The day after we took the afternoon train to Jaipur, about which you will read in our next blog!

Where to stay?

We stayed at a wonderful hotel named Inn-Seventh-Heaven. And just like the name, the hotel felt a bit like seventh heaven as well! It could be a bit noisy as the courtyard works like an echo-pit, but besides that it was very good. We had a spacious, clean and lovely decorated room (rose petals were spread in the bathroom when we arrived!), and the courtyard contains a lot of lovely benches, swing-chairs, books and – again – fresh rose petals were spread everywhere each morning. The rooftop restaurant was very good as well, serving both Indian as intercontinental food.

Hotel Inn-Seventh-Heaven
Rajasthan Roundtrip – Part 3: Jodhpur + tips for celebrating Holi!

Rajasthan Roundtrip – Part 3: Jodhpur + tips for celebrating Holi!

This is the third blog of our Rajasthan Roundtrip. Please also read our stories about Bikaner, Jaisalmer, Pushkar and Jaipur!

From Jaisalmer it only took us 5½ hours to reach Jodhpur by train, where we arrived late in the evening. The first impressions of Jodhpur were interesting. The streets were very narrow – so narrow that cars cannot drive there – but they were crowded with people, and after every few metres people had lightened bonfires. Was there a riot going on? Not at all! This all had to do with the Holi festival that was about to take place the next day. The evening before Holi people celebrate Holika Dahan, whereby demonic forces are destructed by fire. Unfortunately we arrived late, and many of the fires and ceremonies were already finished. So, we continued to our hotel where we enjoyed a good night of rest.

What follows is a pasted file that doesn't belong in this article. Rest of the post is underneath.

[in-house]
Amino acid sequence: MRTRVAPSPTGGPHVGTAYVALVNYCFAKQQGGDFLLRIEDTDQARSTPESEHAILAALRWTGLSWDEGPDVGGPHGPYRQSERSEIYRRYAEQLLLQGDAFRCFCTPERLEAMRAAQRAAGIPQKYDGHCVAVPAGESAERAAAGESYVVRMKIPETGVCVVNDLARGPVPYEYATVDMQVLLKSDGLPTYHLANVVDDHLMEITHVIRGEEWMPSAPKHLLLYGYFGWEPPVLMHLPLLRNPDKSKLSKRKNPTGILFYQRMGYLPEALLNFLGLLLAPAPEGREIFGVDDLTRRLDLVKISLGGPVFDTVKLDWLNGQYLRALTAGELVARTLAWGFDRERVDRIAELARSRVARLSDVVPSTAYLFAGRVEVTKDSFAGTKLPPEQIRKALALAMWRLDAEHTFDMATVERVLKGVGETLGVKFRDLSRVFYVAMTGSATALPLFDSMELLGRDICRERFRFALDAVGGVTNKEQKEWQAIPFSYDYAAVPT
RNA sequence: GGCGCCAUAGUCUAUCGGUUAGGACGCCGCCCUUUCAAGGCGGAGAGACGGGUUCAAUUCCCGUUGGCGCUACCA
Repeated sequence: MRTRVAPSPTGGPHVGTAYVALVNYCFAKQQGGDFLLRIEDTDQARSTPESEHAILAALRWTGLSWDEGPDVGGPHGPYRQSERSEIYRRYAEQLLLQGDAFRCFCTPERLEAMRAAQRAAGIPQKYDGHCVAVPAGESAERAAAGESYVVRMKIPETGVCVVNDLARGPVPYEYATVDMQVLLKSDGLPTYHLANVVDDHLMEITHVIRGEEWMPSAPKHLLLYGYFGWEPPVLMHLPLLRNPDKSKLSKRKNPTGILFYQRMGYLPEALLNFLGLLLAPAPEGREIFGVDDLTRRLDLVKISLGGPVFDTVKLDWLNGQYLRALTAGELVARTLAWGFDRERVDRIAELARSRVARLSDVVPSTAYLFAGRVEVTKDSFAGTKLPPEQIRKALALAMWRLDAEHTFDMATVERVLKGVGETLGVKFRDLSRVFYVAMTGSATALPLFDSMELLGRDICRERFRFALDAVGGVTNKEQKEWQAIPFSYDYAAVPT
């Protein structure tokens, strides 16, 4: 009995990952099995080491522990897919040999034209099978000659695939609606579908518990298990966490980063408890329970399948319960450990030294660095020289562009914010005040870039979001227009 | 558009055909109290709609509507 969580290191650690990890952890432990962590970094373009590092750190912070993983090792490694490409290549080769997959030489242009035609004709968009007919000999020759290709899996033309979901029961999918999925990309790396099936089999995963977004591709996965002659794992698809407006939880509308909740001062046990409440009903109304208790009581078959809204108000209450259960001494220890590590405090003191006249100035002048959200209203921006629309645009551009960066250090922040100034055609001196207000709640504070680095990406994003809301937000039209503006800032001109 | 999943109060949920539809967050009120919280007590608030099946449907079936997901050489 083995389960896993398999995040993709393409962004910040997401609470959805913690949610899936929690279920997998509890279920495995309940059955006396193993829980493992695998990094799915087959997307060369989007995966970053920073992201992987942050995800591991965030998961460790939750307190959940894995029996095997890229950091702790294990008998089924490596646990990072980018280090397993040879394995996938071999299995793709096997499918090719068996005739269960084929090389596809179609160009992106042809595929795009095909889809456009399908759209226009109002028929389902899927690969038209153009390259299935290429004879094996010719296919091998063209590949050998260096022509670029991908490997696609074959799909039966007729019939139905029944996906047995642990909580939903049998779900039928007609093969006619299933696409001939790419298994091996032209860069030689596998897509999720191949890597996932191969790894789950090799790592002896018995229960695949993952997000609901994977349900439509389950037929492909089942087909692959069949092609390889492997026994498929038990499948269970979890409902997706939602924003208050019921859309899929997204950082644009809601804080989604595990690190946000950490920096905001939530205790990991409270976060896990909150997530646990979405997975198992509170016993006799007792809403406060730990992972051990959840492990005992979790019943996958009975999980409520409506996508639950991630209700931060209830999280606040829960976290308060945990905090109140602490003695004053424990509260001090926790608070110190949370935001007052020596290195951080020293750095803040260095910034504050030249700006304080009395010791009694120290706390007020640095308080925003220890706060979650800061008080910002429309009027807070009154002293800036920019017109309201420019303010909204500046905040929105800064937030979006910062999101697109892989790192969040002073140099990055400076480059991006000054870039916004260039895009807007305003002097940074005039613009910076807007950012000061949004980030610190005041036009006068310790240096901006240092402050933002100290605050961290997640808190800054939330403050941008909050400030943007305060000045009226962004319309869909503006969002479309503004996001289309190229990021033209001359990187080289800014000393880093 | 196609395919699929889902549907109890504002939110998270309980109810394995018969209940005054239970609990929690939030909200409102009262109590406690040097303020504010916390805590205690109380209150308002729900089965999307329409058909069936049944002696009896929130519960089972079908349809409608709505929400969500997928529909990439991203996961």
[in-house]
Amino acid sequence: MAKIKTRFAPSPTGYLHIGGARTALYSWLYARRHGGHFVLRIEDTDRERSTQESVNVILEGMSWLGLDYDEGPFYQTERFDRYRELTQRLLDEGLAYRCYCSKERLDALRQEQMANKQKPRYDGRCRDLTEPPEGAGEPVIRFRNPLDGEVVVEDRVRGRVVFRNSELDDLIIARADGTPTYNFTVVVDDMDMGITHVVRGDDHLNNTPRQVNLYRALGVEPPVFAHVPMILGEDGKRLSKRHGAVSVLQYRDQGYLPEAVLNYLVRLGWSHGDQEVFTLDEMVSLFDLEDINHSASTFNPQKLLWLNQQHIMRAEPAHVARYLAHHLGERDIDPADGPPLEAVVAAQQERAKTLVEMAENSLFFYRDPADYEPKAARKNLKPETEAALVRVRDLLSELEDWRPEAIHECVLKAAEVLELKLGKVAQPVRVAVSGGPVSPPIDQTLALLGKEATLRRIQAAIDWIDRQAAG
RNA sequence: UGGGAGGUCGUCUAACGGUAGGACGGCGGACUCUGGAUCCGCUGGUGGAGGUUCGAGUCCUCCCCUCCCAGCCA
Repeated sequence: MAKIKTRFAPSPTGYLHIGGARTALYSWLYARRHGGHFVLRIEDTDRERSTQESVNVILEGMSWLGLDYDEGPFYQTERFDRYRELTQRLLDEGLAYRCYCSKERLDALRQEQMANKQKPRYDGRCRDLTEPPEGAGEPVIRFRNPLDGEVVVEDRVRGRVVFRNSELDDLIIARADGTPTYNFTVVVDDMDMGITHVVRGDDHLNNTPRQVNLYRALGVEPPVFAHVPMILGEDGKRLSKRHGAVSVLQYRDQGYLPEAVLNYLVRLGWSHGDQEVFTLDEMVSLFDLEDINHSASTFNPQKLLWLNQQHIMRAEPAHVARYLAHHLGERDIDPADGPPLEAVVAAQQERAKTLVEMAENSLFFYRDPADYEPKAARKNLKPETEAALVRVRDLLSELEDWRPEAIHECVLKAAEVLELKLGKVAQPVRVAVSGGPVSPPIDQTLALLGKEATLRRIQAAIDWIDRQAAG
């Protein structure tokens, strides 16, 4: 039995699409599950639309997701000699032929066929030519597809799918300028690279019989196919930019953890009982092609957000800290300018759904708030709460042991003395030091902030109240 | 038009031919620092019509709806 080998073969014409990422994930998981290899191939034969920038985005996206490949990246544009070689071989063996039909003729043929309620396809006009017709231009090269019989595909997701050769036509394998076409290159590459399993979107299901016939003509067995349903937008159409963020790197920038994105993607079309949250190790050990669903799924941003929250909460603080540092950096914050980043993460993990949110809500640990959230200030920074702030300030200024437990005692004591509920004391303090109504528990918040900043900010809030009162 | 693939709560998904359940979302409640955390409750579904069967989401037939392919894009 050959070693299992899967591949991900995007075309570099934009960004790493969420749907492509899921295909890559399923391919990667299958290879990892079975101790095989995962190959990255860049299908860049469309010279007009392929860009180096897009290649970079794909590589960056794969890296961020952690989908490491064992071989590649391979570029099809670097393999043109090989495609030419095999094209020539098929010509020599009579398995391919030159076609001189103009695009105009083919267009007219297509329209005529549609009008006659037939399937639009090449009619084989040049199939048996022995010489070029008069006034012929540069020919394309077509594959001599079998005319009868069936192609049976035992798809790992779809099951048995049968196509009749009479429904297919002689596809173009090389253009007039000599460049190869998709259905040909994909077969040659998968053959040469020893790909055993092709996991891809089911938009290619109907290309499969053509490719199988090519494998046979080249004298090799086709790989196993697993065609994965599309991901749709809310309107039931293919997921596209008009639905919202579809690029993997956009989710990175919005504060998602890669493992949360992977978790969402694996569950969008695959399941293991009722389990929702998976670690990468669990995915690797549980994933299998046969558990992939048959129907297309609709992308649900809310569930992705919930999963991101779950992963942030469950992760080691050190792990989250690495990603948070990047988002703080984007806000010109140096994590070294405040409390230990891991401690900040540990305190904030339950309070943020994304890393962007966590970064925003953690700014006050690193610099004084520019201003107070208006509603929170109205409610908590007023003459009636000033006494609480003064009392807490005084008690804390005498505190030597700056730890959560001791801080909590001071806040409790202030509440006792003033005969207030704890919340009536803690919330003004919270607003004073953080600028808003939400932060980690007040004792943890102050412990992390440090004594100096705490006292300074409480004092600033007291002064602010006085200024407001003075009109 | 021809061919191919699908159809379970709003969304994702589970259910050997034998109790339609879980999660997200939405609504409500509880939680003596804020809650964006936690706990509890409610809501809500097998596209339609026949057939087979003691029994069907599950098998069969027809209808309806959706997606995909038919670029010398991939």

Sunset over the blue city of Jodhpur

The next day was a very important day for India: Holi! Holi is the festival of colours, and probably the best known Indian festival around the world. It is a day where Hindus celebrate the victory of good over evil and the arrival of spring, whereby people meet friends and family, eat and drink, and play with the colours! However, people warned us that it is also a festival where many people drink alcohol or bhang (a Marihuana drink), which can make them annoying or violent. So we went out, carefully and prepared!

We bought special (cheap) clothes for Holi, as we did not want to ruin our own clothes with the colours. What do you think of Stephan’s turban? He almost looks like a local!

We only had one day in Jodhpur, so besides celebrating Holi we also wanted to visit the beautiful Mehrangarh fort in the morning. From our hotel it was only a short walk to the fort, which cannot be missed as it rises up above the city. The climb towards the fort was steep and hot, but very impressive!